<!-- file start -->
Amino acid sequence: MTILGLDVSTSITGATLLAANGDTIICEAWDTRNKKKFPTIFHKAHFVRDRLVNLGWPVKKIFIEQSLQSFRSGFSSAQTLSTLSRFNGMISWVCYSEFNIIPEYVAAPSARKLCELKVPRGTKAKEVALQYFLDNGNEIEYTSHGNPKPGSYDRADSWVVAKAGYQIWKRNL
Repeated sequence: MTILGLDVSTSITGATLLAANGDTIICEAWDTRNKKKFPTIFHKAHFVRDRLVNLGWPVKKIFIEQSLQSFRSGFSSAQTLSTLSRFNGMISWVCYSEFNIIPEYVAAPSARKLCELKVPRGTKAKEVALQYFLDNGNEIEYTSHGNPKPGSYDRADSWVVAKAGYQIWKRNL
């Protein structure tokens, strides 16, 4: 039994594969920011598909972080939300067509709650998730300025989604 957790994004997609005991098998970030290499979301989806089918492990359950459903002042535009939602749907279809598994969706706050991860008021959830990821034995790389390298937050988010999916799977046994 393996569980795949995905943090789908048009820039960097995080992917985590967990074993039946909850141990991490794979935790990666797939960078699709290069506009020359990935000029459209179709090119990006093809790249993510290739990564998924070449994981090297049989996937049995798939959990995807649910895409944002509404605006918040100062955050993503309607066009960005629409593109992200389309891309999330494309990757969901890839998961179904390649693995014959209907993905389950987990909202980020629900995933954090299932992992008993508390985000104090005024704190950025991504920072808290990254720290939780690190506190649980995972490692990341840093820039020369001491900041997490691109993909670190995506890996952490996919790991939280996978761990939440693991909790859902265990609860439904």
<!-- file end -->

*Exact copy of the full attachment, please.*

Amino acid sequence: MTILGLDVSTSITGATLLAANGDTIICEAWDTRNKKKFPTIFHKAHFVRDRLVNLGWPVKKIFIEQSLQSFRSGFSSAQTLSTLSRFNGMISWVCYSEFNIIPEYVAAPSARKLCELKVPRGTKAKEVALQYFLDNGNEIEYTSHGNPKPGSYDRADSWVVAKAGYQIWKRNL
Repeated sequence: MTILGLDVSTSITGATLLAANGDTIICEAWDTRNKKKFPTIFHKAHFVRDRLVNLGWPVKKIFIEQSLQSFRSGFSSAQTLSTLSRFNGMISWVCYSEFNIIPEYVAAPSARKLCELKVPRGTKAKEVALQYFLDNGNEIEYTSHGNPKPGSYDRADSWVVAKAGYQIWKRNL
């Protein structure tokens, strides 16, 4: 039994594969920011598909972080939300067509709650998730300025989604 957790994004997609005991098998970030290499979301989806089918492990359950459903002042535009939602749907279809598994969706706050991860008021959830990821034995790389390298937050988010999916799977046994 393996569980795949995905943090789908048009820039960097995080992917985590967990074993039946909850141990991490794979935790990666797939960078699709290069506009020359990935000029459209179709090119990006093809790249993510290739990564998924070449994981090297049989996937049995798939959990995807649910895409944002509404605006918040100062955050993503309607066009960005629409593109992200389309891309999330494309990757969901890839998961179904390649693995014959209907993905389950987990909202980020629900995933954090299932992992008993508390985000104090005024704190950025991504920072808290990254720290939780690190506190649980995972490692990341840093820039020369001491900041997490691109993909670190995506890996952490996919790991939280996978761990939440693991909790859902265990609860439904």